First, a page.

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Objective: Background incidence rates are routinely used in safety studies to evaluate an association of an exposure and outcome. Systematic research on sensitivity of rates to the choice of the study parameters is lacking. Materials and Methods: We used 12 data sources to systematically examine the influence of age, race, sex, database, time-at-risk, season and year, prior observation and clean window on incidence rates using 15 adverse events of special interest for COVID-19 vaccines as an example. For binary comparisons we calculated incidence rate ratios and performed random-effect meta-analysis. Results: We observed a wide variation of background rates that goes well beyond age and database effects previously observed. While rates vary up to a factor of 1,000 across age groups, even after adjusting for age and sex, the study showed residual bias due to the other parameters. Rates were highly influenced by the choice of anchoring (e.g., health visit, vaccination, or arbitrary date) for the time-at-risk start. Anchoring on a healthcare encounter yielded higher incidence comparing to a random date, especially for short time-at-risk. Incidence rates were highly influenced by the choice of the database (varying by up to a factor of 100), clean window choice and time-at-risk duration, and less so by secular or seasonal trends. Conclusion: Comparing background to observed rates requires appropriate adjustment and careful time-at-risk start and duration choice. Results should be interpreted in the context of study parameter choices.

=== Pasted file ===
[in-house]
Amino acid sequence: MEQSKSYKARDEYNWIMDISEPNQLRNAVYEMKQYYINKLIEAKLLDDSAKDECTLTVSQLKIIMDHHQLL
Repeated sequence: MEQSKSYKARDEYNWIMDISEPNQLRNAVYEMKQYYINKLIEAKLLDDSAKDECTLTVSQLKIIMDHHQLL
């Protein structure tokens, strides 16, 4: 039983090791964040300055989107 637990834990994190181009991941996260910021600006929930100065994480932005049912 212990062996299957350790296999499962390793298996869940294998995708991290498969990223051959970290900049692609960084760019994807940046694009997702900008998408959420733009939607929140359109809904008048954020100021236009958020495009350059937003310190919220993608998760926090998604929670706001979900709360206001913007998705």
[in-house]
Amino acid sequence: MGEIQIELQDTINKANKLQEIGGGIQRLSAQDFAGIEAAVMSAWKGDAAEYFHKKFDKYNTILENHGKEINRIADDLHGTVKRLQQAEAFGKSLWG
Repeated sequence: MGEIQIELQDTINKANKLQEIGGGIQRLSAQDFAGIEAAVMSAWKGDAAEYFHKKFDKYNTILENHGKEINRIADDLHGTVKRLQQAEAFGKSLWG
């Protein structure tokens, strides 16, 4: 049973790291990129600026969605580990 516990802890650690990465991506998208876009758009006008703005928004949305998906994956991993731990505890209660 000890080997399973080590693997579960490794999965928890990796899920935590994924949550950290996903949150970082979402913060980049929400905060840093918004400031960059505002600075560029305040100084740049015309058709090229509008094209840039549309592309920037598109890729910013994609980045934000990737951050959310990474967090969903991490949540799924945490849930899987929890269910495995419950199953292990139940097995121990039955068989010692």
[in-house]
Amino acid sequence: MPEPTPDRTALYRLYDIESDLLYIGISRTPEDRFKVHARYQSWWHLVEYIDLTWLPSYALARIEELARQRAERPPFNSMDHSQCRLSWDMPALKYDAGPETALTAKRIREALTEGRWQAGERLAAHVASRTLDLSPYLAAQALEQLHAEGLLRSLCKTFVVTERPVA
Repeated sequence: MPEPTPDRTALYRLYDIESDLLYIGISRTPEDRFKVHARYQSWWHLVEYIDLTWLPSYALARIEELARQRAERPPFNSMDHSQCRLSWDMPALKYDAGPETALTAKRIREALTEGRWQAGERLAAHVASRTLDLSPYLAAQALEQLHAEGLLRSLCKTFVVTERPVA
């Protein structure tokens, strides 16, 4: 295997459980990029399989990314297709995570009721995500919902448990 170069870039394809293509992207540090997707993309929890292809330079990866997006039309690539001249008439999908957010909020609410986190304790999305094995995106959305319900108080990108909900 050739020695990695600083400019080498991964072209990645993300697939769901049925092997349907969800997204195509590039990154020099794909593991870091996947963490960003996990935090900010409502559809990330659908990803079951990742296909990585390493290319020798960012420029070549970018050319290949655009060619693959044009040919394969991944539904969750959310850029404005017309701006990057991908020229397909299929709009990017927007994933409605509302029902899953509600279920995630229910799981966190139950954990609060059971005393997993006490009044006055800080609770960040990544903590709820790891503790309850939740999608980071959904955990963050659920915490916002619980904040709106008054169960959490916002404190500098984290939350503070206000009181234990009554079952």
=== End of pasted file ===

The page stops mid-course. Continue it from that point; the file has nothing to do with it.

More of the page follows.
Original publication




Journal article


Front pharmacol

Publication Date





COVID-19, SARS-CoV-2, adverse events, background rates, incidence rates, sensitivity analysis, vaccine